Back in the 2010 World Cup, England faced Germany in the second round in Bloemfontein. Down 2-1 in the first half, England's Frank Lampard made a shot on goal that bounced off the crossbar and landed fully over the goal line. Unfortunately, match officials didn't see it and didn't award England the goal that would have tied the match. Germany would then go on to win 4-1.
FIFA (Federation of International Football Association) president Sepp Blatter was watching that 2010 match and decided there and then that he wasn't going to let a mistake such as the one that happened to England happen again. Changing his long held belief in the value of the human element above gadgets, Blatter said two days later that they would reopen the debate of integrating modern technology into matches.
On Tuesday, Blatter saw the fruition of his new resolve when FIFA committed to using goal-line technology at the 2014 World Cup in Brazil.
As of this point, the exact nature of that tech has yet to be decided and FIFA is now seeking tenders from companies that would like to see their systems used at the Confederations Cup in June and Next year's World Cup.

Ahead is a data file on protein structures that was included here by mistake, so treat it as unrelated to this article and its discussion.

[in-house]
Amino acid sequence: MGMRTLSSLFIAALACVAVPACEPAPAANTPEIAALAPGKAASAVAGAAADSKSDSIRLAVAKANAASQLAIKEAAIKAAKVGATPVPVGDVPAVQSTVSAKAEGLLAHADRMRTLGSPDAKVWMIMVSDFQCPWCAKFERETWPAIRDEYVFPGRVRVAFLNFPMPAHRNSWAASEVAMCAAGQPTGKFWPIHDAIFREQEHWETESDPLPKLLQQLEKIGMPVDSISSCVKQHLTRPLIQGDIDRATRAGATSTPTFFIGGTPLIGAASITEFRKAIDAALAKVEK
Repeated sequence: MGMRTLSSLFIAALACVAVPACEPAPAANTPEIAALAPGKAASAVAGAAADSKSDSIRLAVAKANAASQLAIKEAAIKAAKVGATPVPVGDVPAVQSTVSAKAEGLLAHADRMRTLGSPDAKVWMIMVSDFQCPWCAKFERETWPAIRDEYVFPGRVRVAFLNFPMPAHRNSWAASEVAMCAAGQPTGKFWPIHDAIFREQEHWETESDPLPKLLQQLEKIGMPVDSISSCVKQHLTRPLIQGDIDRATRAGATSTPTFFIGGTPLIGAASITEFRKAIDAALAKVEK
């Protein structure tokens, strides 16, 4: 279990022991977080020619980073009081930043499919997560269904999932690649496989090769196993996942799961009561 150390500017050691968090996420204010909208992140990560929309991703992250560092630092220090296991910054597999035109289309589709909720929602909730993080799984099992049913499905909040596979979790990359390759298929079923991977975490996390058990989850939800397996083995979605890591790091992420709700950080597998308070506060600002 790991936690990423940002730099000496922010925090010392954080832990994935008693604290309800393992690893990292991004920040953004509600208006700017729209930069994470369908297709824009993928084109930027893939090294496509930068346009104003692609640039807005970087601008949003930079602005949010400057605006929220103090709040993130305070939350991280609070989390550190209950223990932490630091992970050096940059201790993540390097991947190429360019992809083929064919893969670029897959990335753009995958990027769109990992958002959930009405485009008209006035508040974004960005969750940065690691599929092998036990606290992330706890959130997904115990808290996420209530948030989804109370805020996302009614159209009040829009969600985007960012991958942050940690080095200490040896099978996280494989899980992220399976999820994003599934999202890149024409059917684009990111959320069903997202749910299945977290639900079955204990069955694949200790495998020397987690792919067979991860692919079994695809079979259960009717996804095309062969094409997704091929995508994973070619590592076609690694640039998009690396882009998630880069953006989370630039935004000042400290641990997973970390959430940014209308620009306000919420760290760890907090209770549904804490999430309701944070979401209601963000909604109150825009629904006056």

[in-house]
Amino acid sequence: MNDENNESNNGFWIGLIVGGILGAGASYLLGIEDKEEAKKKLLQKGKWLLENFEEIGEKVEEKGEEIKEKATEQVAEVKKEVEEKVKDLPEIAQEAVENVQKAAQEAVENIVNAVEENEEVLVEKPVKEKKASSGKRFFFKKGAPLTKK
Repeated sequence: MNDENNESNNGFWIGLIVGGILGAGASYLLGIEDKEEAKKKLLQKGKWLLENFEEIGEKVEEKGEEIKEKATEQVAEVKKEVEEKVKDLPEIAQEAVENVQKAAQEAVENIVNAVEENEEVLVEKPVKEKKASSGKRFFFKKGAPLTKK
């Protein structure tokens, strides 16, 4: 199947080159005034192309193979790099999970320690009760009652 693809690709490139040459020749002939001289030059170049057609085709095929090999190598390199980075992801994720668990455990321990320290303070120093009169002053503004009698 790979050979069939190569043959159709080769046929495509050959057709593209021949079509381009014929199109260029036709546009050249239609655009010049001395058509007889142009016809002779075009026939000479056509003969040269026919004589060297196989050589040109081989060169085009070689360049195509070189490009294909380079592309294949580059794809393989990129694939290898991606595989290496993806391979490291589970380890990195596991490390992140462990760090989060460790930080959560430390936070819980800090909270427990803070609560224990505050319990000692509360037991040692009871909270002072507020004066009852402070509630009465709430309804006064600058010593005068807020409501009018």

"Interested GLT companies will be invited to join an inspection visit to the Confederations Cup venues, currently scheduled for mid-March, with a final decision due to be confirmed in early April," FIFA said in a statement.
There are currently two systems competing for the contract. One is a camera based Hawk-Eye system which is used in tennis and cricket. The other, GoalRef, uses magnetic sensors in the goalposts to track an “intelligent” ball that is made by Danish company Select.
Both of the systems were in use at the Club World Cup in Japan back in December and passed all tests, though they were not called upon to confirm a goal. Also, both systems are equally fast in that they relay information within one second to the referee's wristwatch.
While one is sure to be in place by this summer, video-replay is to remain off limits for judgment calls. Thus the human element is preserved while allowing for technology to help make sure major mistakes aren't made.
James LeBeau is a contributor for CraveOnline Sports. You can follow him on Twitter @JleBeau76 or subscribe on Facebook.com/CraveOnlineSports.
Photo Credit: Getty